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There Goes Another Mountain

Rob Perks

Posted July 28, 2010

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Straightenin' the curves
Flattenin' the hills
Someday the mountain might get 'em
but the law never will

- "Dukes of Hazzard" theme song

As expected, the U.S. Environmental Protection Agency and the Army Corps of Engineers approved a permit for Arch Coal's Pine Creek No. 1 Surface Mine in southern West Virginia. 

 In addition to removing the mountain to access the coal, the company will bury more than 14,500 feet of streams under toxic mining waste and debris.  The permit requires mitigation to the tune of roughly 37,000 feet of new streams that will be "created" elsewhere -- as if engineered waterways could ever compensate for the loss of natural, life-giving headwater streams.

This greenlighted permit is one of 79 applications for Appalachian mountaintop removal operations that EPA froze in September, citing concerns about significant water quality impacts.  Six other permits have been issued since then; 36 have been withdrawn by the applicants; and 36 are still pending. 

The Pine Creek permit is the first to be issued since EPA announced new water quality standards for surface mines in April.  EPA Administrator Lisa Jackson said then that the agency's tougher standards would make it extremely difficult, if not impossible, for coal companies to receive permits allowing them to fill valley streams with dirt, rubble and debris generated by mountaintop removal.  In issuing the Pine Creek permit yesterday, EPA released a statement reiterating its commitment to uphold the Clean Water Act when regulating coal mining while insisting that "the improvements to this permit demonstrate once again that the health, waters and environment of coalfield communities can be protected while also preserving the jobs and economic benefits."

So, now another Appalachian peak will be blown to smithereens; two miles of streams will be obliterated; wildlife will be lost; drinking water will be put at risk of contamination; and residents in Logan County along Pine Creek will suffer for the sake of Big Coal.

When, if ever, will the Obama administration realize that it's not enough to regulate an atrocity -- mountaintop removal coal mining must be abolished.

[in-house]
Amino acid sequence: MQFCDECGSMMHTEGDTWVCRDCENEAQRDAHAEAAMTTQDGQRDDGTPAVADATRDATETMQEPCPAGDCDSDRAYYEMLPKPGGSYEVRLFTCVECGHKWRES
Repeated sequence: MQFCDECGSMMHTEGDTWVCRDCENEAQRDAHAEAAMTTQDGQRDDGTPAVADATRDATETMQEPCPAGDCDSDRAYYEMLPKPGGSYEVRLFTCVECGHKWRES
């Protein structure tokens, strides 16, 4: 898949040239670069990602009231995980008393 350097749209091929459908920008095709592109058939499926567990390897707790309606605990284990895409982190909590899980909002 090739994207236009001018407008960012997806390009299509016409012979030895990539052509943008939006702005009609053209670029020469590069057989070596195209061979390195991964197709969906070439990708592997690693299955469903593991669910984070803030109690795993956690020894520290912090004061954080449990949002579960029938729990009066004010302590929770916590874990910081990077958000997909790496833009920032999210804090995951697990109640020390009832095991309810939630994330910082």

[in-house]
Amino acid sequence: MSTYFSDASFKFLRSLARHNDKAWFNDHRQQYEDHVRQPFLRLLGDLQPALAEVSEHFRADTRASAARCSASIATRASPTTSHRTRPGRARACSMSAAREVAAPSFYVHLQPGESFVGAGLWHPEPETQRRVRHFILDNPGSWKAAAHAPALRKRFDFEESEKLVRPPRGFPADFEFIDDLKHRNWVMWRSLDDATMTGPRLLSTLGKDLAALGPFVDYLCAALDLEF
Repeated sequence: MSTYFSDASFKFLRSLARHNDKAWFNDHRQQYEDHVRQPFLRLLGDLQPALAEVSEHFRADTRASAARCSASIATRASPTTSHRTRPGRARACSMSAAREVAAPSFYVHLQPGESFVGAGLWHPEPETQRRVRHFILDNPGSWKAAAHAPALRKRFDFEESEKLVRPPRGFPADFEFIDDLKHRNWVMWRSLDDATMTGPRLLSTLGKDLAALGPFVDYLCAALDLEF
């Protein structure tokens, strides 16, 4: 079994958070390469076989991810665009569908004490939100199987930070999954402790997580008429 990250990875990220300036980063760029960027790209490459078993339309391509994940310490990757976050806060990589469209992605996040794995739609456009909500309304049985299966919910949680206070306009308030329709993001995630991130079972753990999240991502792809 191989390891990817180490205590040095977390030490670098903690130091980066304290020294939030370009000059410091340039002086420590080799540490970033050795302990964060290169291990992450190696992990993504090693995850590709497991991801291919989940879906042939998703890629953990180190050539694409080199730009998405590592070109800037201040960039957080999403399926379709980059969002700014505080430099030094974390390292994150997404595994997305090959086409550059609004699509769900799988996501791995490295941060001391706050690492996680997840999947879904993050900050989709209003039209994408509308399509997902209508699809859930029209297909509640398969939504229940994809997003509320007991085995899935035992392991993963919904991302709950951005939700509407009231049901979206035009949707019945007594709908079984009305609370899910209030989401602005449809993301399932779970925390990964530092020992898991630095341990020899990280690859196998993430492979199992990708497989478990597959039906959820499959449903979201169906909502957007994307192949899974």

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Earl KillianJul 28 2010 10:23 PM

Doesn't the law also require that land be returned to the Approximate Original Contour? How are the mining companies getting exempted from that little bit of the legislation?

Rob PerksJul 29 2010 10:00 AM

Federal law (SMCRA) requires the restoration of mountaintop-mined sites.
This regulatory requirement, however, ignores the fact that it is impossible to replace the biological functions of a forested mountain whose ecological niche was 400 million years in the making. Regardless, mining sites are
supposed to be returned to their approximate original contour (AOC). This
stipulation requires that mining companies backfill and regrade the flattened mountaintops to closely
resemble the “original surface configuration.” In reality, this never happens, primarily because little guidance exists for defining AOC, and even less has been done to enforce it.

Learn more in NRDC's issue paper, "Appalachian Heartbreak":

Appalachia RisingsAug 2 2010 03:04 PM

Join us on September 25-7 in Washington, D.C. at Appalachia Rising, a mass mobilization calling for the abolition of mountaintop removal and surface mining. Appalachia Rising is is a national response to the poisoning of America’s water supply, the destruction of Appalachia’s mountains, head water source streams, and communities through mountaintop removal coal mining. It follows a long history of social action for a just and sustainable Appalachia.
Appalachia Rising strives to unite coalfield residents, grass roots groups, individuals, and national organizations to call for the abolition of mountaintop removal coal mining and demand that America’s water be protected from all forms of surface mining.

Appalachia Rising will consist of two events. First, the weekend conference, Sept. 25-26, Appalachia Rising, Voices from the Mountains will provide an opportunity to build or join the movement for justice in Appalachia through strategy discussions and share knowledge across regional and generational lines. The second event on Monday, Sept.27, is the Appalachia Rising Day of Action which will unify thousands in calling for an end to mountaintop removal and all forms of steep slope surface mining though a vibrant march and rally. An act of dignified non-violent civil disobedience will be possible for those who wish to express themselves by risking arrest.

For more info, visit

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